|Appears in Collections:||Psychology Journal Articles|
|Peer Review Status:||Refereed|
|Title:||An Interactive Text Message Survey as a Novel Assessment for Bedtime Routines in Public Health Research: Observational Study|
P4 health care
|Citation:||Kitsaras G, Goodwin M, Allan J, Kelly M & Pretty I (2020) An Interactive Text Message Survey as a Novel Assessment for Bedtime Routines in Public Health Research: Observational Study. <i>JMIR Public Health and Surveillance</i>, 6 (4), Art. No.: e15524. https://doi.org/10.2196/15524|
|Abstract:||Background: Traditional research approaches, especially questionnaires and paper-based assessments, limit in-depth understanding of the fluid dynamic processes associated with child well-being and development. This includes bedtime routine activities such as toothbrushing and reading a book before bed. The increase in innovative digital technologies alongside greater use and familiarity among the public creates unique opportunities to use these technical developments in research. Objective: This study aimed to (1) examine the best way of assessing bedtime routines in families and develop an automated, interactive, text message survey assessment delivered directly to participants' mobile phones and (2) test the assessment within a predominately deprived sociodemographic sample to explore retention, uptake, feedback, and effectiveness. Methods: A public and patient involvement project showed clear preference for interactive text surveys regarding bedtime routines. The developed interactive text survey included questions on bedtime routine activities and was delivered for seven consecutive nights to participating parents' mobile phones. A total of 200 parents participated. Apart from the completion of the text survey, feedback was provided by participants, and data on response, completion, and retention rates were captured. Results: There was a high retention rate (185/200, 92.5%), and the response rate was high (160/185, 86.5%). In total, 114 participants provided anonymized feedback. Only a small percentage (5/114, 4.4%) of participants reported problems associated with completing the assessment. The majority (99/114, 86.8%) of participants enjoyed their participation in the study, with an average satisfaction score of 4.6 out of 5. Conclusions: This study demonstrated the potential of deploying SMS text message–based surveys to capture and quantify real-time information on recurrent dynamic processes in public health research. Changes and adaptations based on recommendations are crucial next steps in further exploring the diagnostic and potential intervention properties of text survey and text messaging approaches.|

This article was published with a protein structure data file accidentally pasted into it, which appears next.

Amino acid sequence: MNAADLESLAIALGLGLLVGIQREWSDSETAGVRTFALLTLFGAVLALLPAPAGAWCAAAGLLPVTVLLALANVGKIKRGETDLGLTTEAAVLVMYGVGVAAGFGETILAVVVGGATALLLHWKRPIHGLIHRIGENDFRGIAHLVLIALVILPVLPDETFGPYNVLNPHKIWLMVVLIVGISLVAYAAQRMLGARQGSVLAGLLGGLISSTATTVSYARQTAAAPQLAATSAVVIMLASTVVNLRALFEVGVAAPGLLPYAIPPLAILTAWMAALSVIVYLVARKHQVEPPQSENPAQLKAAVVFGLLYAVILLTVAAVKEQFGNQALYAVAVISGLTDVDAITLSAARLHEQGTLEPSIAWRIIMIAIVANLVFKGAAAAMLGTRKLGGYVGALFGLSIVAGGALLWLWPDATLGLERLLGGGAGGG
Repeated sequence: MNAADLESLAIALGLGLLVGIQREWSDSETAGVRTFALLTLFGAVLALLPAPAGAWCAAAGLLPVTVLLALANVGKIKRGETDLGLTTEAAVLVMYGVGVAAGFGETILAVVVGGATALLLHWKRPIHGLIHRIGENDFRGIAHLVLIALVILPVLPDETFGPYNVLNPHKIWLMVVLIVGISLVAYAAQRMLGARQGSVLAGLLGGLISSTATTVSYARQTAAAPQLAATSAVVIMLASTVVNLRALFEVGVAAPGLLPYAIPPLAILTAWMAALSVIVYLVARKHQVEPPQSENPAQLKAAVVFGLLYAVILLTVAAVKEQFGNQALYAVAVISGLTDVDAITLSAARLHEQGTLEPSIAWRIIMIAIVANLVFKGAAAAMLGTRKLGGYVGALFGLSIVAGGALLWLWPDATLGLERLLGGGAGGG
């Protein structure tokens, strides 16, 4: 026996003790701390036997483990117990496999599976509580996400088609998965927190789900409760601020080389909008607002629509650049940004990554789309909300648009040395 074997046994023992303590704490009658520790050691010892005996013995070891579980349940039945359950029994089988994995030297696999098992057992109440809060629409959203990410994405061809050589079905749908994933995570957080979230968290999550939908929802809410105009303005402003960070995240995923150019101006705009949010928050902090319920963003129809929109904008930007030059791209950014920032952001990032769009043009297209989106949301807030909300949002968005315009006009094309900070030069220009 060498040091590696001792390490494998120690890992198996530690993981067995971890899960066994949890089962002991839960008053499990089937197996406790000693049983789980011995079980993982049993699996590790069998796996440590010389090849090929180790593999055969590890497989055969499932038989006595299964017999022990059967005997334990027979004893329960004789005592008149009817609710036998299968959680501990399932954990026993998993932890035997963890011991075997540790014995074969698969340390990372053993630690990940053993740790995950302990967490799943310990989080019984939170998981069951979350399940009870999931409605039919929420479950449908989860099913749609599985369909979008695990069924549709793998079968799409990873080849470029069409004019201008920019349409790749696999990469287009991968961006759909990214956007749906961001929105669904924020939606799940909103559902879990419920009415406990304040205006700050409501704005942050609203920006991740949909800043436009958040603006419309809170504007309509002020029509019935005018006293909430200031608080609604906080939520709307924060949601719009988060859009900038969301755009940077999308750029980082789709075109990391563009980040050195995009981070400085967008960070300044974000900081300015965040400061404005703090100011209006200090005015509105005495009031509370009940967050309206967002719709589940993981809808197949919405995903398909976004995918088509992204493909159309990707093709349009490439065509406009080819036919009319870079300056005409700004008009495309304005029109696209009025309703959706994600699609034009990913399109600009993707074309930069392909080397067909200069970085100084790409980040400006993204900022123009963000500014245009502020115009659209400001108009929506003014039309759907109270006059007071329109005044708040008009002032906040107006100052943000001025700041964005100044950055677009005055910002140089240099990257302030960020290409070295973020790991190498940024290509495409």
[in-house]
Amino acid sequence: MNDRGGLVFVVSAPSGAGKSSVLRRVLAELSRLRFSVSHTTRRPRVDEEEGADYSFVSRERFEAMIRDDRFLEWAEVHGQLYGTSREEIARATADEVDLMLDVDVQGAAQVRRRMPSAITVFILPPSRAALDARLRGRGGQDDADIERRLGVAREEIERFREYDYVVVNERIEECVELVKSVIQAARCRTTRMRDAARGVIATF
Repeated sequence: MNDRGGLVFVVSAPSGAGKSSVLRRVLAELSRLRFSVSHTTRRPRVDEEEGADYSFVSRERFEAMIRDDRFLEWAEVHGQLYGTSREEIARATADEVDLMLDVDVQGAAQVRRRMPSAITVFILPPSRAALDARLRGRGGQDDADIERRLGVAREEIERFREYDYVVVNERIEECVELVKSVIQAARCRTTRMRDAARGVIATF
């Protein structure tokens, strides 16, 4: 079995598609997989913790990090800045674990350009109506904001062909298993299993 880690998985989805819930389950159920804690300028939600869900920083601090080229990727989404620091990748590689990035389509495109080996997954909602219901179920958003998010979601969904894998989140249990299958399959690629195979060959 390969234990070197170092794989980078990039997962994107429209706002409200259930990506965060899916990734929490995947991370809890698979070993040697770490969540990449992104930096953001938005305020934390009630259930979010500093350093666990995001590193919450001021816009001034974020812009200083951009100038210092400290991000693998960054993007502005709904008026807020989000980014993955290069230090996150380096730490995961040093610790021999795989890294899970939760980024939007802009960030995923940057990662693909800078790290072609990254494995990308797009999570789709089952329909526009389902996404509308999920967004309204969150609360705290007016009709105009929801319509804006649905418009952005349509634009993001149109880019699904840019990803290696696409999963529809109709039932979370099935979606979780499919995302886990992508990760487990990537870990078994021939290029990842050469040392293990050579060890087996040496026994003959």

|Rights:||©George Kitsaras, Michaela Goodwin, Julia Allan, Michael Kelly, Iain Pretty. Originally published in JMIR Public Health and Surveillance (http://publichealth.jmir.org), 21.12.2020. This is an open-access article distributed under the terms of the Creative Commons Attribution License (https://creativecommons.org/licenses/by/4.0/), which permits unrestricted use, distribution, and reproduction in any medium, provided the original work, first published in JMIR Public Health and Surveillance, is properly cited. The complete bibliographic information, a link to the original publication on http://publichealth.jmir.org, as well as this copyright and license information must be included.|
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